Resin transfer molding (RTM) is a process used to fabricate fiber-reinforced composite articles. The process involves two basic procedures: fabricating a fiber preform in the shape of the finished article and impregnating the preform with a thermosetting resin, commonly called the matrix resin. The resulting fiber-reinforced composite article displays high strength and low weight. Such articles are used in the aerospace industry and for other applications requiring low weight, high strength materials.

The first procedure in the RTM process is to fabricate the fiber preform in the shape of the desired article. The preform generally comprises a plurality of fabric layers or plies that impart the desired reinforcing properties to the ultimate composite. As an example, the fabric plies may comprise graphite, aramid or glass fibers. Generally, the techniques used to form the preform are borrowed from the garment industry. For example, the fabric plies may be cut according to a predetermined pattern, loosely bonded or stabilized so that the plies maintain the desired shape, and laid up on a mandrel or placed in a mold having the desired shape.

Once the fiber preform has been fabricated, it is placed in a closed cavity mold for the second procedure in the RTM process. The mold is closed and the matrix resin (typically an epoxy) is injected under pressure to initially wet and eventually impregnate the preform. The matrix resin initially has a very low viscosity to enable it to thoroughly impregnate the preform. The temperature of the mold is then set to the cure temperature of the matrix resin, thereby causing the resin to increase in viscosity and, ultimately, to solidify. A finished fiber-reinforced composite article typically comprises between approximately 50 volume % and 65 volume % fibers.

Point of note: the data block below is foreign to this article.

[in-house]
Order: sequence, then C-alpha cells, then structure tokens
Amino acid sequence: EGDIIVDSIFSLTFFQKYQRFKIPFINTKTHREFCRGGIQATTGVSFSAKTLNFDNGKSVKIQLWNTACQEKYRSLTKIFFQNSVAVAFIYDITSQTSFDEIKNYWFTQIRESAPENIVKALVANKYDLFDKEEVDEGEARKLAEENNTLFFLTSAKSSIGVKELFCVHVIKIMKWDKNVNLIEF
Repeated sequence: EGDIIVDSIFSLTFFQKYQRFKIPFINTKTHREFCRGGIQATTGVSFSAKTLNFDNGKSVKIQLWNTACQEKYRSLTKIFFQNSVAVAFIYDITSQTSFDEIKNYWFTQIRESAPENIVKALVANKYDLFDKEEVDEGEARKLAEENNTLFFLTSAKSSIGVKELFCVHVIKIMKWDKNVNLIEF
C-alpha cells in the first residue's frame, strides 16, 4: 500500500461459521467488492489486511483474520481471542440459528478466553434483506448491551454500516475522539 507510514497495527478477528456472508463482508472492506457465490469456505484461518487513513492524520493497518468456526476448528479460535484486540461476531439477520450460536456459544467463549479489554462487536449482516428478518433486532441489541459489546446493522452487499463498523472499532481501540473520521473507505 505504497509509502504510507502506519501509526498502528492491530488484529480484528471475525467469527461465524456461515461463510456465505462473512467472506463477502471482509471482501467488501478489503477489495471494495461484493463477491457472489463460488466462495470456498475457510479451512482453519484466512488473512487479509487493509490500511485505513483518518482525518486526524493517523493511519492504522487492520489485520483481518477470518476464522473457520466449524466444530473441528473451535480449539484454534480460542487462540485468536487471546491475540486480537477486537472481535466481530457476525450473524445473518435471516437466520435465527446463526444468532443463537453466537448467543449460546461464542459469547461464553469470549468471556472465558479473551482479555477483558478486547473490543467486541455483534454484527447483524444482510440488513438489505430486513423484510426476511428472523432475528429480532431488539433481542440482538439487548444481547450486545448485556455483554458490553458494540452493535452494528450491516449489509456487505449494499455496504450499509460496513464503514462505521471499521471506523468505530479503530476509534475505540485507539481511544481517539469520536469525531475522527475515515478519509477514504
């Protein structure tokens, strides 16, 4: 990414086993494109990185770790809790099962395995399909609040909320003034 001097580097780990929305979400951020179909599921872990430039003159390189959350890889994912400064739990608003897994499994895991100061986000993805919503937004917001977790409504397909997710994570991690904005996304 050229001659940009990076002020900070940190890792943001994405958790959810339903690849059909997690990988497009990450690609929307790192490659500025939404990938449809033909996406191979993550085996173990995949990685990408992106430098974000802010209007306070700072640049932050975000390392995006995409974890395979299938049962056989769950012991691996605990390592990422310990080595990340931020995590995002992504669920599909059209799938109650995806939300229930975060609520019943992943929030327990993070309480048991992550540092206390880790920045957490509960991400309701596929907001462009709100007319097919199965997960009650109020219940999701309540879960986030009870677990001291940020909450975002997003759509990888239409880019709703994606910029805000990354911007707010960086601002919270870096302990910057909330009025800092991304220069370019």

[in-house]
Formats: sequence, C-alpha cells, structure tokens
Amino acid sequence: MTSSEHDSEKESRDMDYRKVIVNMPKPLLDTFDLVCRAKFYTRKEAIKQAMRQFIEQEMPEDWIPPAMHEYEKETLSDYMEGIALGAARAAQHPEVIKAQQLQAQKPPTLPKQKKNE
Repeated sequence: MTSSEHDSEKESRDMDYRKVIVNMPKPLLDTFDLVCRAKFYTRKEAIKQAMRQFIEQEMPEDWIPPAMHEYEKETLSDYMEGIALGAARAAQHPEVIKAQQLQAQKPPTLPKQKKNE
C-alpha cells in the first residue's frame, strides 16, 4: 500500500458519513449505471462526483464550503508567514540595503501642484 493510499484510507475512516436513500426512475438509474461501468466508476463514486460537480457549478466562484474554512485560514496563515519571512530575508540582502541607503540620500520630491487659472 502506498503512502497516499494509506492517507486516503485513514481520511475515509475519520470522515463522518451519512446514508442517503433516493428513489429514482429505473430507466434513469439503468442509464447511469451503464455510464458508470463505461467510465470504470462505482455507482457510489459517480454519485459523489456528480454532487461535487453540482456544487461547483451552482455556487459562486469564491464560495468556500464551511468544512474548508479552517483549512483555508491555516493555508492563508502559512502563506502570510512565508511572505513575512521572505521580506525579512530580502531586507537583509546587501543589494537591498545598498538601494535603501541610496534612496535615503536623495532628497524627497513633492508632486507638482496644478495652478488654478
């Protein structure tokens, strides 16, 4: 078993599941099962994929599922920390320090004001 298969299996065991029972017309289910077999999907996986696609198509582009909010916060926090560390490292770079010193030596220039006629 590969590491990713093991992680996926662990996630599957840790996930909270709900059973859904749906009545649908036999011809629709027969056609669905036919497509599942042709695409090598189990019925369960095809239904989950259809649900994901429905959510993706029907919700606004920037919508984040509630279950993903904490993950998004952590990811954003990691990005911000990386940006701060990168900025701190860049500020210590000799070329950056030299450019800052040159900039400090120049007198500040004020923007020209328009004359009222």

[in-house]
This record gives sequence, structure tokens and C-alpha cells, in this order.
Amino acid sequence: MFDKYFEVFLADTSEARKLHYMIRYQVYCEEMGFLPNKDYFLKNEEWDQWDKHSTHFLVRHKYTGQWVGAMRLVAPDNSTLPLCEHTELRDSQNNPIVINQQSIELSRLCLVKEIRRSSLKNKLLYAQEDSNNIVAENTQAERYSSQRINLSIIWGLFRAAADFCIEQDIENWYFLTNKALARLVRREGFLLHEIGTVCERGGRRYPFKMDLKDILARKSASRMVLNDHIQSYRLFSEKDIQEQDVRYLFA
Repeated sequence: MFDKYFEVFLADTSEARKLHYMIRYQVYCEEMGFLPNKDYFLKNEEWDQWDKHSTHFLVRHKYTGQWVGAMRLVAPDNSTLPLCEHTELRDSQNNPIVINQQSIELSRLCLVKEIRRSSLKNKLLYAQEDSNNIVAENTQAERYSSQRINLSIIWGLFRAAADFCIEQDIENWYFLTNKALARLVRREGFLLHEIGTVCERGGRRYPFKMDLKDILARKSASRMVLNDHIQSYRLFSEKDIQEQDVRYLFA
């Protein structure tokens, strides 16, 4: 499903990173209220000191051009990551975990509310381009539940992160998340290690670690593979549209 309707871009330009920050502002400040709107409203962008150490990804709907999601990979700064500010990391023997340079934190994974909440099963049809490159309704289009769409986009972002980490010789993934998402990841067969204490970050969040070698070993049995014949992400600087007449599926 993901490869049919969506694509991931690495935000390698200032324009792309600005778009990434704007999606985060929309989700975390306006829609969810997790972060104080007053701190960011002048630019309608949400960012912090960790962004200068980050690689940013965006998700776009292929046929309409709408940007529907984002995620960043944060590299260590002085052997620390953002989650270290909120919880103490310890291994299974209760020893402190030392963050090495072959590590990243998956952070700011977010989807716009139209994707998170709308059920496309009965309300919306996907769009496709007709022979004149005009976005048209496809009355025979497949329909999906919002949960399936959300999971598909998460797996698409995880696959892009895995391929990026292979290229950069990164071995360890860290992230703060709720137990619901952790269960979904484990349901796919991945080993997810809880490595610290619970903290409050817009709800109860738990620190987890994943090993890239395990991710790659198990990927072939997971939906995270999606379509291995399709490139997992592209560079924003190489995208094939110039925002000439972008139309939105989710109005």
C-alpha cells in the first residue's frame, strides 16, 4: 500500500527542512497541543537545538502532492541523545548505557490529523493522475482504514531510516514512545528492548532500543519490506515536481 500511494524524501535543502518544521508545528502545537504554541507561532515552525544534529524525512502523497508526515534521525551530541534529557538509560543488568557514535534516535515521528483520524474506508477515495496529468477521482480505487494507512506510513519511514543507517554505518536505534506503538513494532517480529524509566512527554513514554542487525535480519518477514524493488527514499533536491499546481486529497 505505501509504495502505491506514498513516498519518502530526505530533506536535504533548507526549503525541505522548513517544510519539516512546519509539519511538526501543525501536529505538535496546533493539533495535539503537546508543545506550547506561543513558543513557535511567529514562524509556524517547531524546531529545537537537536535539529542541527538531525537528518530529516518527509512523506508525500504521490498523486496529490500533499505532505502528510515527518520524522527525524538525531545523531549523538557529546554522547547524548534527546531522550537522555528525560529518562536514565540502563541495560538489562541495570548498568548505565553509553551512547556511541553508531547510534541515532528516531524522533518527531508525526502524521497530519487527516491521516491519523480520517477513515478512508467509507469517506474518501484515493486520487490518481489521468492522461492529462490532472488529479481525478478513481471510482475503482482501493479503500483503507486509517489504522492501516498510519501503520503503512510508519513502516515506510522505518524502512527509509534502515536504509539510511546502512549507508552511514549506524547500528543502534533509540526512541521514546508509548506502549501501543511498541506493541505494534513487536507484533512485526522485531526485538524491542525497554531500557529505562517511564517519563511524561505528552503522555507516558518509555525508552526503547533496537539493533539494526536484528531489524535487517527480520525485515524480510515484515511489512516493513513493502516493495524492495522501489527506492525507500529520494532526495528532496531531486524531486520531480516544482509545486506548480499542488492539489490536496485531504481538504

One of the bottlenecks in the RTM process is stabilizing the preform prior to placing it in the closed cavity mold. Stabilization is necessary to ensure that the fabric plies maintain the desired shape and orientation until they are impregnated with the matrix resin. Stabilization also prevents the fabric plies from unraveling along cut edges. Common methods used to stabilize the preform include stitching, adhesively bonding the fabric plies with a nonreactive solid or viscous liquid binder resin, and hot iron tacking. These methods are both labor and time intensive.

Stitching can be a very effective means of stabilizing the preform; however, stitching is difficult to perform after the fabric plies have been laid up on a mandrel or placed in a mold. Moreover, stitching is not conducive to fabricating a preform having a complex shape because stitching tends to make the fabric plies too rigid to bend easily.

Adhesively bonding the fabric plies with a binder resin is a promising approach. However, some currently employed binder resins may adversely affect the mechanical properties of the subsequent composite article. For example, if the binder resin is not highly compatible with the matrix resin, the ultimate composite may display a reduced glass transition temperature and/or a broadened glass transition temperature as well as changes in tensile modulus and moisture absorption.